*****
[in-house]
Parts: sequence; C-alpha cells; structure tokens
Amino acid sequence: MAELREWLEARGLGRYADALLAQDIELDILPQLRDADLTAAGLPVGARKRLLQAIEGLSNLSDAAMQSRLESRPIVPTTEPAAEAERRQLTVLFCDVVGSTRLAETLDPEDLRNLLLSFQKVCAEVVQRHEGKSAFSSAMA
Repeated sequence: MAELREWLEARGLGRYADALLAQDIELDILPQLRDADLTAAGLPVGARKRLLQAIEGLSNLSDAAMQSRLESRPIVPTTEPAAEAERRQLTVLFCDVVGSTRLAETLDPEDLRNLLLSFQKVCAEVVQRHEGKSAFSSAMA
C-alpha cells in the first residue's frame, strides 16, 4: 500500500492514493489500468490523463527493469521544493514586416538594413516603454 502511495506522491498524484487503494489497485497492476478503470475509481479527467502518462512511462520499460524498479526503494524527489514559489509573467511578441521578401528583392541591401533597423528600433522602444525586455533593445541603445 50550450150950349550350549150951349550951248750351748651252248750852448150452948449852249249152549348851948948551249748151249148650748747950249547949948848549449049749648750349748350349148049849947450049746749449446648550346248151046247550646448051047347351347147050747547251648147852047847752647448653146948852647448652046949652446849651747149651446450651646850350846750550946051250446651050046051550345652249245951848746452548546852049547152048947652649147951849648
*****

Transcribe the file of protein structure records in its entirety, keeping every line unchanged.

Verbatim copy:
[in-house]
Parts: sequence; C-alpha cells; structure tokens
Amino acid sequence: MAELREWLEARGLGRYADALLAQDIELDILPQLRDADLTAAGLPVGARKRLLQAIEGLSNLSDAAMQSRLESRPIVPTTEPAAEAERRQLTVLFCDVVGSTRLAETLDPEDLRNLLLSFQKVCAEVVQRHEGKSAFSSAMA
Repeated sequence: MAELREWLEARGLGRYADALLAQDIELDILPQLRDADLTAAGLPVGARKRLLQAIEGLSNLSDAAMQSRLESRPIVPTTEPAAEAERRQLTVLFCDVVGSTRLAETLDPEDLRNLLLSFQKVCAEVVQRHEGKSAFSSAMA
C-alpha cells in the first residue's frame, strides 16, 4: 500500500492514493489500468490523463527493469521544493514586416538594413516603454 502511495506522491498524484487503494489497485497492476478503470475509481479527467502518462512511462520499460524498479526503494524527489514559489509573467511578441521578401528583392541591401533597423528600433522602444525586455533593445541603445 50550450150950349550350549150951349550951248750351748651252248750852448150452948449852249249152549348851948948551249748151249148650748747950249547949948848549449049749648750349748350349148049849947450049746749449446648550346248151046247550646448051047347351347147050747547251648147852047847752647448653146948852647448652046949652446849651747149651446450651646850350846750550946051250446651050046051550345652249245951848746452548546852049547152048947652649147951849648